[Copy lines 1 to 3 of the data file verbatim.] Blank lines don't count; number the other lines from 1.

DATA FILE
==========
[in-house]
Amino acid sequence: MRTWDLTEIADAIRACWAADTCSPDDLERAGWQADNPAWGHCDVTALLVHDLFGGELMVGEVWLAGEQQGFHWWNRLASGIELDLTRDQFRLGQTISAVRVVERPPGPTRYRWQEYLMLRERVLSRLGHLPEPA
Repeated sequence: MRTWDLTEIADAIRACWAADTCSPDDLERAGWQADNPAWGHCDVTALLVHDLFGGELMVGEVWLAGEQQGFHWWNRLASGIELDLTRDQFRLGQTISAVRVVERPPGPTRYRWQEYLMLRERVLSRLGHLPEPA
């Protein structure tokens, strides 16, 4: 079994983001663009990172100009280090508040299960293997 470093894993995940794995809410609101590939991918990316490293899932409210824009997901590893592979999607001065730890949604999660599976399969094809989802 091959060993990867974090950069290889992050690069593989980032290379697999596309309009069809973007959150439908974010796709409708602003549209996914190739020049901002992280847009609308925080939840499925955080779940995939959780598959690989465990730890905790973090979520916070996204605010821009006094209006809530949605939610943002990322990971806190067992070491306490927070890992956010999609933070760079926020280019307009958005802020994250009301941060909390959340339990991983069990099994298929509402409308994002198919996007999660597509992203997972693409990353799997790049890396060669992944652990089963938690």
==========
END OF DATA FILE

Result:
[in-house]
Amino acid sequence: MRTWDLTEIADAIRACWAADTCSPDDLERAGWQADNPAWGHCDVTALLVHDLFGGELMVGEVWLAGEQQGFHWWNRLASGIELDLTRDQFRLGQTISAVRVVERPPGPTRYRWQEYLMLRERVLSRLGHLPEPA
Repeated sequence: MRTWDLTEIADAIRACWAADTCSPDDLERAGWQADNPAWGHCDVTALLVHDLFGGELMVGEVWLAGEQQGFHWWNRLASGIELDLTRDQFRLGQTISAVRVVERPPGPTRYRWQEYLMLRERVLSRLGHLPEPA